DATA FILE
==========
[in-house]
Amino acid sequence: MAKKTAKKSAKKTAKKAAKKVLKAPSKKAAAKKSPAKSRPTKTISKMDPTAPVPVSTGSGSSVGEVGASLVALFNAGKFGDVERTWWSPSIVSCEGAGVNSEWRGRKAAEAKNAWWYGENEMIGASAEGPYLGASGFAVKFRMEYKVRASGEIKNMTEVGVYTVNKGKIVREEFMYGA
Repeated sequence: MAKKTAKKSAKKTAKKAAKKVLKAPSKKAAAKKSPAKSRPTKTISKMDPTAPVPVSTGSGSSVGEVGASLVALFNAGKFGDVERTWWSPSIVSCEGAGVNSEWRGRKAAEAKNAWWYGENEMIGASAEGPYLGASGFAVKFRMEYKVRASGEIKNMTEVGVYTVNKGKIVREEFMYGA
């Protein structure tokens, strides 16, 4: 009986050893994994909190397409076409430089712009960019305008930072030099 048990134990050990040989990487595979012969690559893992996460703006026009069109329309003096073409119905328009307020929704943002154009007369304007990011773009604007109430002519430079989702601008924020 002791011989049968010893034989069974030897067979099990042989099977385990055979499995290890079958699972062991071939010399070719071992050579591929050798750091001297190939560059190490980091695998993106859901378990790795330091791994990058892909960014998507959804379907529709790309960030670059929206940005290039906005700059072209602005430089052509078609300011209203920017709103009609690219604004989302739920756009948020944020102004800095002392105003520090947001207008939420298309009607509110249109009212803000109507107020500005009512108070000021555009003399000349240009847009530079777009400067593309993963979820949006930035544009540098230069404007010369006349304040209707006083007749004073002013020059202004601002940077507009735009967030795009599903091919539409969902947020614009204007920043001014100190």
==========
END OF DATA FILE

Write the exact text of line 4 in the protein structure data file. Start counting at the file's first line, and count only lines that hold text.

């Protein structure tokens, strides 16, 4: 009986050893994994909190397409076409430089712009960019305008930072030099 048990134990050990040989990487595979012969690559893992996460703006026009069109329309003096073409119905328009307020929704943002154009007369304007990011773009604007109430002519430079989702601008924020 002791011989049968010893034989069974030897067979099990042989099977385990055979499995290890079958699972062991071939010399070719071992050579591929050798750091001297190939560059190490980091695998993106859901378990790795330091791994990058892909960014998507959804379907529709790309960030670059929206940005290039906005700059072209602005430089052509078609300011209203920017709103009609690219604004989302739920756009948020944020102004800095002392105003520090947001207008939420298309009607509110249109009212803000109507107020500005009512108070000021555009003399000349240009847009530079777009400067593309993963979820949006930035544009540098230069404007010369006349304040209707006083007749004073002013020059202004601002940077507009735009967030795009599903091919539409969902947020614009204007920043001014100190």